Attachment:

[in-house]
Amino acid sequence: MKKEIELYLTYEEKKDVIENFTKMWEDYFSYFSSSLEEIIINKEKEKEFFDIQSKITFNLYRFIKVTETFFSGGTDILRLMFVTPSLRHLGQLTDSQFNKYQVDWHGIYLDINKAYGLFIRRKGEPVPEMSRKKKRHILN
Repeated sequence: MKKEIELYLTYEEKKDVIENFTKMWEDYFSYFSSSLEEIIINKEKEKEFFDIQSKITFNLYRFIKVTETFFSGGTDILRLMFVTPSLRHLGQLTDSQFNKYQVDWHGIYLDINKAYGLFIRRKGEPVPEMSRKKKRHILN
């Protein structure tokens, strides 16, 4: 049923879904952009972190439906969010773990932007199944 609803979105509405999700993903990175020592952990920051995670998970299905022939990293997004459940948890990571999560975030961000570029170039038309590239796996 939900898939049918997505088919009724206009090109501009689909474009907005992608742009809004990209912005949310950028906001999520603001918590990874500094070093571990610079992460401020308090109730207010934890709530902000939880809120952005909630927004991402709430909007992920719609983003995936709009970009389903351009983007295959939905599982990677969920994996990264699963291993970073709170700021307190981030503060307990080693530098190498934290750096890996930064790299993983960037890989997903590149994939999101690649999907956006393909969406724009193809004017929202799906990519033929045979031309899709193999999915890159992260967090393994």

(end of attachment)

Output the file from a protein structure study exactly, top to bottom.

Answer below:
[in-house]
Amino acid sequence: MKKEIELYLTYEEKKDVIENFTKMWEDYFSYFSSSLEEIIINKEKEKEFFDIQSKITFNLYRFIKVTETFFSGGTDILRLMFVTPSLRHLGQLTDSQFNKYQVDWHGIYLDINKAYGLFIRRKGEPVPEMSRKKKRHILN
Repeated sequence: MKKEIELYLTYEEKKDVIENFTKMWEDYFSYFSSSLEEIIINKEKEKEFFDIQSKITFNLYRFIKVTETFFSGGTDILRLMFVTPSLRHLGQLTDSQFNKYQVDWHGIYLDINKAYGLFIRRKGEPVPEMSRKKKRHILN
């Protein structure tokens, strides 16, 4: 049923879904952009972190439906969010773990932007199944 609803979105509405999700993903990175020592952990920051995670998970299905022939990293997004459940948890990571999560975030961000570029170039038309590239796996 939900898939049918997505088919009724206009090109501009689909474009907005992608742009809004990209912005949310950028906001999520603001918590990874500094070093571990610079992460401020308090109730207010934890709530902000939880809120952005909630927004991402709430909007992920719609983003995936709009970009389903351009983007295959939905599982990677969920994996990264699963291993970073709170700021307190981030503060307990080693530098190498934290750096890996930064790299993983960037890989997903590149994939999101690649999907956006393909969406724009193809004017929202799906990519033929045979031309899709193999999915890159992260967090393994």